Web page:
Picture: Tom Smith of Editors - The 2013 Glastonbury Festival - Day 3 - Performances - Glastonbury, United Kingdom - Sunday 30th June 2013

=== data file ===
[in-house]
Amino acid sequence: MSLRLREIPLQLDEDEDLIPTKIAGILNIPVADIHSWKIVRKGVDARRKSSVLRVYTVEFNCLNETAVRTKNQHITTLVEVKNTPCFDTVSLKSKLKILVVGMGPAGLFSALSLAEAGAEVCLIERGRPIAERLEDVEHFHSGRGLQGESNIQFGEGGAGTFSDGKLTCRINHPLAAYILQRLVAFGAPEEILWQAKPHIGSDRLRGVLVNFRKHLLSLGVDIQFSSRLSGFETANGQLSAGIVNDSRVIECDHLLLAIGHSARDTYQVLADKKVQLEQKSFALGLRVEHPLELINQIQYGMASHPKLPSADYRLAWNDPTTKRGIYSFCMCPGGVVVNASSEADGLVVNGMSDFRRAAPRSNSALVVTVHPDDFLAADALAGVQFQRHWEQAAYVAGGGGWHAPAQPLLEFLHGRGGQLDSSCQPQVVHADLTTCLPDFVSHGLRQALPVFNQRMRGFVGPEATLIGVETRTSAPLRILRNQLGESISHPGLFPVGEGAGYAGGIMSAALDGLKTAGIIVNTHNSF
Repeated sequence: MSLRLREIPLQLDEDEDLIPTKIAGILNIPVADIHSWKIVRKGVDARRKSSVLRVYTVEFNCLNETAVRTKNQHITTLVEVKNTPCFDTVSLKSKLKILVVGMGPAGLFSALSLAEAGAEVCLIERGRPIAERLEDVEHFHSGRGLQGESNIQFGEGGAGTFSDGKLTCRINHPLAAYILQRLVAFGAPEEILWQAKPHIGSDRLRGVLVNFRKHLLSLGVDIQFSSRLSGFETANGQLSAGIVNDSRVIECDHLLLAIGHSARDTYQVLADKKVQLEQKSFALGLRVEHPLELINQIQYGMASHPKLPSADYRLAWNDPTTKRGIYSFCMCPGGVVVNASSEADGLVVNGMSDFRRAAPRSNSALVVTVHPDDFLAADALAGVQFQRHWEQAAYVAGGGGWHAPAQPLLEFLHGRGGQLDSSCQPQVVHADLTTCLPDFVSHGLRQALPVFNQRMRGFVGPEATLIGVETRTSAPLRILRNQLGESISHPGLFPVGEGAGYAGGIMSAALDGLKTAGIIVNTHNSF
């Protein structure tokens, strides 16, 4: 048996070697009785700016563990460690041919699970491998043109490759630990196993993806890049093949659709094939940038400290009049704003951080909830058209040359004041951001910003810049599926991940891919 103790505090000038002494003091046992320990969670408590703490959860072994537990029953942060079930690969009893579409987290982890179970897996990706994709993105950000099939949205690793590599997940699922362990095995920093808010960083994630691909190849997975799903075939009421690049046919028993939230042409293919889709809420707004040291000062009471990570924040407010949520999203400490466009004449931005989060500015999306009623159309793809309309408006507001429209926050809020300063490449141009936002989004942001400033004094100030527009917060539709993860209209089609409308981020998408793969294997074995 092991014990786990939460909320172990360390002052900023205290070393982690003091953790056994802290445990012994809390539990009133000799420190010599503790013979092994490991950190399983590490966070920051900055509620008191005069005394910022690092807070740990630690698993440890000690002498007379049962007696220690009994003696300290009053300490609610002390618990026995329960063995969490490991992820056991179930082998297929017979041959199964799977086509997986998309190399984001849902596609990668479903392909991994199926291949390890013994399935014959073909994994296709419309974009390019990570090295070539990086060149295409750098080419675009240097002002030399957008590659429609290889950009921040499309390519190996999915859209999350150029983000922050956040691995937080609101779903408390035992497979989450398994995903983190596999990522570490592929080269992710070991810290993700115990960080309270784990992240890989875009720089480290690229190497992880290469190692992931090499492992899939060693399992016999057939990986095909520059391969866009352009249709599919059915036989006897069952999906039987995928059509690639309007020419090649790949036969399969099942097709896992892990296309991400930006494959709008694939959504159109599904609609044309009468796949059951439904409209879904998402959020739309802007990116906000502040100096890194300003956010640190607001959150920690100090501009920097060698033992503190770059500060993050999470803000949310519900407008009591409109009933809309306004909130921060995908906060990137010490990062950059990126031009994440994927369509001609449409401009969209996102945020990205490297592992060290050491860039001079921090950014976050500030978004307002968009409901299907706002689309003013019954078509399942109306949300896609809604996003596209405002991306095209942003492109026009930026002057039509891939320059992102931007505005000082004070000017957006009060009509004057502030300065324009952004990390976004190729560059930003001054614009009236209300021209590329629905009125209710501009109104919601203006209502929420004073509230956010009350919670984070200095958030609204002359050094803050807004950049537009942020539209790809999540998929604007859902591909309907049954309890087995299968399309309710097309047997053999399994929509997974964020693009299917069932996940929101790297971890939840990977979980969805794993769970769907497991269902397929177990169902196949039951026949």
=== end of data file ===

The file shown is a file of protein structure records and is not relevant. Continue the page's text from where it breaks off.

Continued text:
Last time around The Smurfs got lousy reviews but managed to take in $563.7 million worldwide. This time around, The Smurfs 2 is getting even worse reviews but is still expected to win big at the box office, particularly overseas. It may, of course, be critic-proof. After all, what three-year-old reads reviews? But critics have a job to do and rarely can inform their Editors that they'd like to opt out of reviewing a particular movie. Clearly none of them wants to come down too hard on the little blue characters. Neil Genzlinger in The New York Times simply remarks, The movie doesn't have the wit of the first installment and seems as if it might be hard for young children to follow, though who knows with young children? Mark Olsen in the Los Angeles Times concludes that it's no markedly better or worse than the first and with just enough difference to lay claim to being something new. And while Phil Brown in the Toronto Globe and Mail argues that the movie is deeply irritating for an adult, the does concede that the target audience should eat up this new round of Smurf shenanigans (Smurfanigans?) to the dismay of the parents who love their children enough to sit through the schmaltz. But Kyle Smith in the New York Post remarks that the film simply carries on with the legacy of inanity and the most positive thing he has to say about it is that occasionally there's a contemporary or grown-up reference to freshen up this moldy blue cheese. And Peter Hartlaub in the San Francisco Chronicle offers this advice: Save the $20 and just take your kid into the backyard to pull the wings off flies, or burn ants with a magnifying glass. There's so much torture and suffering in this movie, it starts to feel like Zero Dark Smurfy.